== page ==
It appears 2018 will be the year of tax law changes on many fronts.
In December 2017, the new Tax Cut and Jobs Act was placed into effect for 2018 and now, there is a possibility of major changes related to sales taxes on internet sales. The sales tax law that has previously been upheld since 1992 was overturned by the Supreme Court in June 2018, and this could potentially lead to big changes related to how and when states tax internet sales.
Prior to last month’s ruling, states typically had to demonstrate that a retailer had a “physical presence” in that state in order to subject their internet sales to sales taxes in that state.
This meant that if a company in Wilmington sold goods over the internet to customers in Florida and the company did not have a physical location or employees in Florida, then the company would typically not have to charge Florida sales tax and the goods would be sold without any tax charged (one of the major principles around sales taxes is that tax is charged at the location of where the goods are delivered to the customer).
Last week’s ruling overturns the “physical presence” standard, which could potentially create all kinds of new laws being issued by states to generate more revenue on internet sales.
Congress now has a big decision to make on whether to move forward with legislation on this subject by offering a nationwide law for online sales and use tax collection, or whether they will continue to allow the states to control how and when taxes are charged on internet sales.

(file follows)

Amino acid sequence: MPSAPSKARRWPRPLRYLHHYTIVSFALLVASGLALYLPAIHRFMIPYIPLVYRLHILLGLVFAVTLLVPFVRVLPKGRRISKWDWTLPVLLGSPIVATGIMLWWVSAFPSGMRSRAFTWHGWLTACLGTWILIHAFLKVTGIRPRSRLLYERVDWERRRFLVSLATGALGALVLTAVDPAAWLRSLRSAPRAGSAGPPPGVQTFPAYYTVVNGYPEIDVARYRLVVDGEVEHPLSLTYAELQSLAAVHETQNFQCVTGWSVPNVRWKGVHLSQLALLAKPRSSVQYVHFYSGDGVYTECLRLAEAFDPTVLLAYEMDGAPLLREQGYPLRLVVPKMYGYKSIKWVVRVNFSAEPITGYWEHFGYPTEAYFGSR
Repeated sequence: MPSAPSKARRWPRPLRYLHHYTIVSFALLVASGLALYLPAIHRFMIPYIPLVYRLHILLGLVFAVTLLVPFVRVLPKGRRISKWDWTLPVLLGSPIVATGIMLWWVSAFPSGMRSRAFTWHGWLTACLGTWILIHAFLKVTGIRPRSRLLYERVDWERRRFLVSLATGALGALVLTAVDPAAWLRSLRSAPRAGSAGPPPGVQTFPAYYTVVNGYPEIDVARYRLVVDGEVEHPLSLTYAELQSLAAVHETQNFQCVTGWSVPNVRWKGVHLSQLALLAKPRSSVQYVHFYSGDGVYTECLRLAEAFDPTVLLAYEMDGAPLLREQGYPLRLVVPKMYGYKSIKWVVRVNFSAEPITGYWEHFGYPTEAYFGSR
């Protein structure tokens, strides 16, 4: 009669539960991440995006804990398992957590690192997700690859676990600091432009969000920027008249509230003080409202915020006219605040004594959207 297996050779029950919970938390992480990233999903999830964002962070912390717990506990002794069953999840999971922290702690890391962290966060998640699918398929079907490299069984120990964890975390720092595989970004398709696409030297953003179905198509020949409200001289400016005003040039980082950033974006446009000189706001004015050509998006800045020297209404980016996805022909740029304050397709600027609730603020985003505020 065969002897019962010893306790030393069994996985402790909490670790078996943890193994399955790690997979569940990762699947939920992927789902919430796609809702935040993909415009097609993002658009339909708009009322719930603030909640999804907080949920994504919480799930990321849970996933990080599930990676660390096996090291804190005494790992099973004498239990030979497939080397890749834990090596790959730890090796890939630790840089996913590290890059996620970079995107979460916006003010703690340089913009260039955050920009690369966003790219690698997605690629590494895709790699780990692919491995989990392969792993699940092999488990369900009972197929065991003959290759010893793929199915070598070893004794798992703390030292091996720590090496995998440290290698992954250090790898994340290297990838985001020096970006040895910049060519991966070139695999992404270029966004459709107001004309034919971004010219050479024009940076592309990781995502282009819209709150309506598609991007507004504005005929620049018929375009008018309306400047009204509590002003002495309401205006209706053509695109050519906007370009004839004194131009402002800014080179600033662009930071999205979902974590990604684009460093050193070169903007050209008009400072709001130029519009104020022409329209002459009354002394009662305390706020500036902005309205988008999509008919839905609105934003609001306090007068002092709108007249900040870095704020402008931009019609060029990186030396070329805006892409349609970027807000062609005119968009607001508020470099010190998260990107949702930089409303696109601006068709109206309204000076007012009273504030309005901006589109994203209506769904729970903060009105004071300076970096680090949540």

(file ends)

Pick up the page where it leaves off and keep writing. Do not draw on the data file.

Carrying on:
Here is a little background on the cases that provided the precedent and the recent case brought by South Dakota. Quill Corp. v North Dakota, 504 U.S. 298 (1992) and National Bellas Hess, Inc. v Department of Revenue of Illinois, 386 U.S. 753 (1967) were brought into dispute by South Dakota in 2016. The two court cases both mandated that retailers must have a physical presence in a state, besides shipping goods into the state, in order for the state mandate that the retailer collect sales tax for that state. South Dakota argued that this law was affecting their revenue, citing that it loses between $48 million to $58 million a year in sales and use tax revenue due to out of state businesses that circumvent paying sales and use tax.
In order to offset this loss, South Dakota sanctioned a new law, S.B. 106, requiring out-of-state sellers that annually delivered more than $100,000 of goods or services into the state or engaged in 200 or more separate transactions for the delivery of goods or services into the state to collect and remit sales taxes to South Dakota.
The Supreme Court reviewed the South Dakota case, South Dakota v Wayfair, Inc., et al, and decided to overturn the Quill Corp. and National Bellas Hess, Inc. cases previous rulings. The Supreme Court felt there were many reasons that the original Quill Corp. decision was no longer relevant to today’s modern society.
Some of the reasons include:
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